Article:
In organisations “introvert” is a bad word and industry is getting built around how to help employee to get rid of introversion.
It consists of psychologists who use psychometric tests to decide your “level of introversion”, executive coaches who will help you to cope with introversion and finally, management experts who keep writing books (and then design training programs based on book!) on how to deal with introversion and make you feel good about being introvert ex. Susan Cain’s “Quiet”, Marti Laney’s ” The introvert advantage” or Jennifer Kahnweiler’s “The introverted leadership”.
Is being an introvert a barrier in career growth? There is no empirical evidence to show that. Let us take examples from India. Top industrialists like Ratan Tata and Mukesh Ambani are introverts, yet have been highy successful leaders.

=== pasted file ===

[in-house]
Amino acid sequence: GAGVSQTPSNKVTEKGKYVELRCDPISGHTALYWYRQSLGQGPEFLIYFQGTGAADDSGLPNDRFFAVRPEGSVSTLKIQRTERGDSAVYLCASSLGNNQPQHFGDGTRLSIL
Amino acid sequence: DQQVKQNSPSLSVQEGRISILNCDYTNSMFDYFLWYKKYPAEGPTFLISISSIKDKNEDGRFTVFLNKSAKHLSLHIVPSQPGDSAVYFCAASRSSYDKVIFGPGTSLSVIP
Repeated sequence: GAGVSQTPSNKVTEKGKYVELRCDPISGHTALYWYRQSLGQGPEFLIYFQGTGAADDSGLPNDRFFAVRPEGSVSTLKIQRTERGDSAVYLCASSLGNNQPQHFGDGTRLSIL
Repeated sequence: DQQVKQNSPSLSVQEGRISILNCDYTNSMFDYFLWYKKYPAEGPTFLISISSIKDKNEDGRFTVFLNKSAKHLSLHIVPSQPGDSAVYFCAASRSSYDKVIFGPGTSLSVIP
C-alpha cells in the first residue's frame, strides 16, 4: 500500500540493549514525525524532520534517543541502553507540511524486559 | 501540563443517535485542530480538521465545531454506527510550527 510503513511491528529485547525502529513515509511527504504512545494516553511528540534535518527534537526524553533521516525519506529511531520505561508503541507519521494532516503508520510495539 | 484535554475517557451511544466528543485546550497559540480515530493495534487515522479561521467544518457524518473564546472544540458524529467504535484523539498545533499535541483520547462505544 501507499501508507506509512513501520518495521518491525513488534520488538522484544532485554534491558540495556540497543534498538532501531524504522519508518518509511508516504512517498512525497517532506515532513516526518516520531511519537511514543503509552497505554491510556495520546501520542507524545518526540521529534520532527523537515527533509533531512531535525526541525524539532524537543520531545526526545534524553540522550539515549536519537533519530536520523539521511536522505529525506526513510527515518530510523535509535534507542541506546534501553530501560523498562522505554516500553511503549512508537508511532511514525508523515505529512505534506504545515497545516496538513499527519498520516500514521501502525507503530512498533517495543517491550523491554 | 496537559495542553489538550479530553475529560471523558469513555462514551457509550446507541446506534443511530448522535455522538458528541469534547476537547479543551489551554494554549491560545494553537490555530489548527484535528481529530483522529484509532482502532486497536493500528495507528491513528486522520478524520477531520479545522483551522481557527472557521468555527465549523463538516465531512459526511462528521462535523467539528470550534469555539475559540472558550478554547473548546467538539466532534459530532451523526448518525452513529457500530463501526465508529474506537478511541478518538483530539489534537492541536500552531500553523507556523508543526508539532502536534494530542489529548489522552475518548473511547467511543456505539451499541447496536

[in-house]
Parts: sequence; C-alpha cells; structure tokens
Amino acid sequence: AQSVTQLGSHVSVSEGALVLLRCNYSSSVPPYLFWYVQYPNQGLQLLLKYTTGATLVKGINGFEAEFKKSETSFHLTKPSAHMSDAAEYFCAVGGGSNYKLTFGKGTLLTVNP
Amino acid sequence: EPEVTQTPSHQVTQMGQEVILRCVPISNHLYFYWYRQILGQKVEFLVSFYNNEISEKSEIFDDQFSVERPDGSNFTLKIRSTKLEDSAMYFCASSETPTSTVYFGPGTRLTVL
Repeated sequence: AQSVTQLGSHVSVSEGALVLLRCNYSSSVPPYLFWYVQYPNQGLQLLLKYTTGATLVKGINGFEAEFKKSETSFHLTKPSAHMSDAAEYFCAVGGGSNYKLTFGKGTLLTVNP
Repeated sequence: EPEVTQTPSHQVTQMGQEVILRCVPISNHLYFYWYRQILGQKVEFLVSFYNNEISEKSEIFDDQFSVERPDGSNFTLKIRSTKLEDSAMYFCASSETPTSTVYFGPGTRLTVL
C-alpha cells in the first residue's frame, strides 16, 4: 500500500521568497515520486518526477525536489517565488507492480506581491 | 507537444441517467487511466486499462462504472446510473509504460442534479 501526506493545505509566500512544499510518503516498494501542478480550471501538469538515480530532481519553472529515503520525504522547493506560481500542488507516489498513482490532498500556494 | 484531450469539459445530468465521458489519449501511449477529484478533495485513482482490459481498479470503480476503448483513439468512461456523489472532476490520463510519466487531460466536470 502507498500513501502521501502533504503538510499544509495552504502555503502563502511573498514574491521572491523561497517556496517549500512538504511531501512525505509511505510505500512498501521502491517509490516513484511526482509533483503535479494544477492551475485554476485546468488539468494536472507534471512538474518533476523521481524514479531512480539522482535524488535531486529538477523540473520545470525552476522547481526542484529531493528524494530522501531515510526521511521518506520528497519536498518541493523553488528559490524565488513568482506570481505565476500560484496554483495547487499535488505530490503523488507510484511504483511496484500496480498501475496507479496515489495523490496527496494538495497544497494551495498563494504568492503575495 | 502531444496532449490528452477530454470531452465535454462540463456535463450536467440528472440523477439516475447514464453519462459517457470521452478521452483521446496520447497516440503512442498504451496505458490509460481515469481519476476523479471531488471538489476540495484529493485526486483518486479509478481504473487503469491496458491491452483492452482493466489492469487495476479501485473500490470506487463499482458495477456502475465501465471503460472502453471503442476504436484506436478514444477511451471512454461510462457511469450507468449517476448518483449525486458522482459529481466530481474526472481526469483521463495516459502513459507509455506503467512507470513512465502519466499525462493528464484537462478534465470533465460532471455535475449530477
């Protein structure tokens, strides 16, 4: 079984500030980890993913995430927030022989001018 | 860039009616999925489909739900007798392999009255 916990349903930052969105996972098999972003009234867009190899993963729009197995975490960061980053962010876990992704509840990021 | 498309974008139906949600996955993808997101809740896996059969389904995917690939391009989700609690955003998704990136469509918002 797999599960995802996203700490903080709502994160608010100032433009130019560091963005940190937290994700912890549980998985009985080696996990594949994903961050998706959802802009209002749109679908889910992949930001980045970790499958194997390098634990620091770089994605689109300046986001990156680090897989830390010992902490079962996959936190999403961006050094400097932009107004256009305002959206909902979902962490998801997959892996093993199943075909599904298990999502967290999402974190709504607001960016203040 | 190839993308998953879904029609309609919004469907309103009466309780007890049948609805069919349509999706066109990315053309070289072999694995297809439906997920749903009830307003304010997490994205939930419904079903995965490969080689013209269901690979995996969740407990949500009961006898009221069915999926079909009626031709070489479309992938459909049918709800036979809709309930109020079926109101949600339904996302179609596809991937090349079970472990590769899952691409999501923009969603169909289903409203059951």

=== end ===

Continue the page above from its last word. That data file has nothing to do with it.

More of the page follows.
“I would say that one of the things I wish I could do differently would be to be more outgoing. I’m a very introverted person, and pretty shy and the job I am in, I sometimes have to be more public.”
-Ratan Tata,Economic Times, 12th April 2011.
“Perhaps he has been stung by his portrayal in the media as an introvert. Maybe he is making the point that he is a tycoon in his own right.”
-Hamish McDonald on why Mukesh Ambani built Antilia.
Vijay Mallya an extrovert, is known for his flamboyant lifestyle and adventurous business streak. His venture- Kingfisher Airlines- could never make profit nor could he do much to revive it. An open letter written by women employees of Kingfisher Airlines to Vijay Mallya speaks volumes about his leadership style.
“Why you ruined our family as well as our career by keeping us in dark, when you were not interested in serious business like airline why you kept on giving us false hopes?… Do you have any respect for women or you just believe in commodification of them for your selfish and nasty purposes.”
-Letter written to Vijay Mallya by women employees of Kingfisher Airlines.